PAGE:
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Theory in practice

Offering teaching staff the chance to study for an MA has many worthwhile benefits, says Joanna Ebner

Posted by Stephanie Broad | November 22, 2015 | Teaching

Thomas's Kensington, University of Roehampton, teaching, MA, CPD

At the beginning of my second year in my second headship, I realised the need to focus on a well-managed and challenging professional development programme for my staff. Doing odd courses here and there is not a robust way of addressing CPD and I decided to provide my staff with the opportunity to study for a masters in education.

This would need to be on site, to be relevant to the teachers and feed into the development of our practice. I wanted to be able to challenge staff intellectually so that they would feel extended and enriched by their continuing learning. Evidence-based practice may be buzzwords at the moment, but to me it is important to understand how theory connects to practice and that theory should be rooted firmly in the classroom. At the time of planning I strongly felt that an MA would be beneficial, not only to staff in terms of the intellectual wellbeing of the school, but also for the recruitment and retention of new staff.

Thomas’s is a cluster of five London day schools and I knew that there would be an interested group of potential students within our teaching body. I wanted to find a course that would fit in with the busy working lives of teachers and I began my own research to find the best fit with our schools. I was looking for something that would be bespoke and could be tailor-made to suit our needs. Trying to get to university after a day’s teaching is tricky. I knew that I would need to base the training at my school, offer the teachers supper and also make a financial contribution to fees. If we wish to attract and retain the very best teachers, then we need to invest in them.

Trying to get to university after a day’s teaching is tricky

 The University of Roehampton was chosen to be our partner provider and Thomas’ agreed to pay 60 percent of course fees. Presentations were made in full staff meetings, informing staff of the opportunity to do an MA. It certainly was not compulsory because an MA, even with support from the school, is a major commitment and should not be undertaken lightly. Our first cohort of students started in September 2014.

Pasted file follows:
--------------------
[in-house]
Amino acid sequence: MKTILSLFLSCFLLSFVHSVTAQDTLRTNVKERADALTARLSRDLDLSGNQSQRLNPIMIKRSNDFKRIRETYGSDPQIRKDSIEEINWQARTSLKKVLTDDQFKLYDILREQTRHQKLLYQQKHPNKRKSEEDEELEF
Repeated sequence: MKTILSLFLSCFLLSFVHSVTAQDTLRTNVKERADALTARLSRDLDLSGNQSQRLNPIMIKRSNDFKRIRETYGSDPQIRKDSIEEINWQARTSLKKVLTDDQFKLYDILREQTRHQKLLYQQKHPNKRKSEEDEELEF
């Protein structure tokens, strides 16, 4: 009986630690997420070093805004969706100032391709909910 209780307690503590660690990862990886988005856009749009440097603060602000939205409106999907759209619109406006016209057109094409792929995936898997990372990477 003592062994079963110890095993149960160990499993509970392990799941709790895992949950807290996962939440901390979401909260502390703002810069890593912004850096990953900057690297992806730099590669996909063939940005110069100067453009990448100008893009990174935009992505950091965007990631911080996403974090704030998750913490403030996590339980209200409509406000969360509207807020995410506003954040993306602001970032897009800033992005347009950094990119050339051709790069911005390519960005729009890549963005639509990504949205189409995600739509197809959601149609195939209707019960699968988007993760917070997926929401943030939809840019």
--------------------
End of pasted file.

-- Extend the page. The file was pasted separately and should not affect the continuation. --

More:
Reflecting at the end of the first academic year, the MA has proven to be a very worthwhile and enjoyable experience. Research projects so far have included differentiation in mathematics in year four, the practical application of Carol Dweck’s growth mindset and an assessment of the value of homework in primary school. All these are areas of current debate and enable my staff to be up-to-date in the educational world. Most importantly, it has enabled participating staff to feedback to the SLT how such issues relate specifically to our practice.

The spin-offs have also been significant: participating staff have given presentations on their research; we are preparing a conference for parents outlining the projects we are undertaking and we are aiming to run a conference across all our schools, disseminating the MA research and publishing the results.

The programme has had a beneficial impact on both our schools and the University of Roehampton. Our staff  have said that they feel empowered when talking to parents about their children as they can back up discussions with relevant and sound educational research. The University of Roehampton is seeking to extend this pilot project and roll out similar MA courses to other institutions and we have established a partnership that has resulted in me to sitting on the strategic board for partnerships at the university.

All too often teachers’ professional development relies upon the availability of third-party provision that frequently takes the form of short-term quick fixes that lack continuity, consistency and academic rigour. At times such CPD courses can be called pseudo-academic at best. In order for education to enhance its professional standing it is crucial that schools begin to take control of CPD, making it more focused and robust by providing a recognised, academic and evidence-based route for staff development.

Joanna Ebner is headmistress of Thomas's Kensington W:

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